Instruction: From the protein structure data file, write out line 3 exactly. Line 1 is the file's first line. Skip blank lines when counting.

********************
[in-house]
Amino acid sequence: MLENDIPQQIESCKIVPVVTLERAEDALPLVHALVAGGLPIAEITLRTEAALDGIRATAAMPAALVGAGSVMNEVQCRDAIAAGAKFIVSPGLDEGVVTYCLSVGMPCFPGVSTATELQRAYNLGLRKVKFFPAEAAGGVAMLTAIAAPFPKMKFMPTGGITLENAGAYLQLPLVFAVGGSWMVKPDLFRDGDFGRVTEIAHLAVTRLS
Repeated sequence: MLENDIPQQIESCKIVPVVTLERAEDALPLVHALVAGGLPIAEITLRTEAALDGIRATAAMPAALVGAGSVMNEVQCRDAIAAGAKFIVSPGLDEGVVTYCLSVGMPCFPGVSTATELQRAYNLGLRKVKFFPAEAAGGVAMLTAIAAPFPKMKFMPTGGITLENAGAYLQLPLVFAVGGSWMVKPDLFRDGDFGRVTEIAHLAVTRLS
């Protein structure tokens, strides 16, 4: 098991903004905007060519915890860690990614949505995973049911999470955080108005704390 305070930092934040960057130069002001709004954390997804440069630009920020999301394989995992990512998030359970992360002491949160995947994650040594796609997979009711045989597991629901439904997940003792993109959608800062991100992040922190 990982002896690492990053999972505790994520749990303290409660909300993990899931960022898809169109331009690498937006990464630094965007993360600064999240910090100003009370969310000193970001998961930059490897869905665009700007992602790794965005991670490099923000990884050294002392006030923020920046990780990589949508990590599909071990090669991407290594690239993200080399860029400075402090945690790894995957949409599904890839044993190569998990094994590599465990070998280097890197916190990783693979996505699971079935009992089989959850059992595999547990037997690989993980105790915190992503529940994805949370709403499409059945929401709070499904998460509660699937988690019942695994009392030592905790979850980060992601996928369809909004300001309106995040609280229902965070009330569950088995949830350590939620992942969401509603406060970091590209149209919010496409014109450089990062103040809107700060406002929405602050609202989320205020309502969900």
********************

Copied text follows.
Repeated sequence: MLENDIPQQIESCKIVPVVTLERAEDALPLVHALVAGGLPIAEITLRTEAALDGIRATAAMPAALVGAGSVMNEVQCRDAIAAGAKFIVSPGLDEGVVTYCLSVGMPCFPGVSTATELQRAYNLGLRKVKFFPAEAAGGVAMLTAIAAPFPKMKFMPTGGITLENAGAYLQLPLVFAVGGSWMVKPDLFRDGDFGRVTEIAHLAVTRLS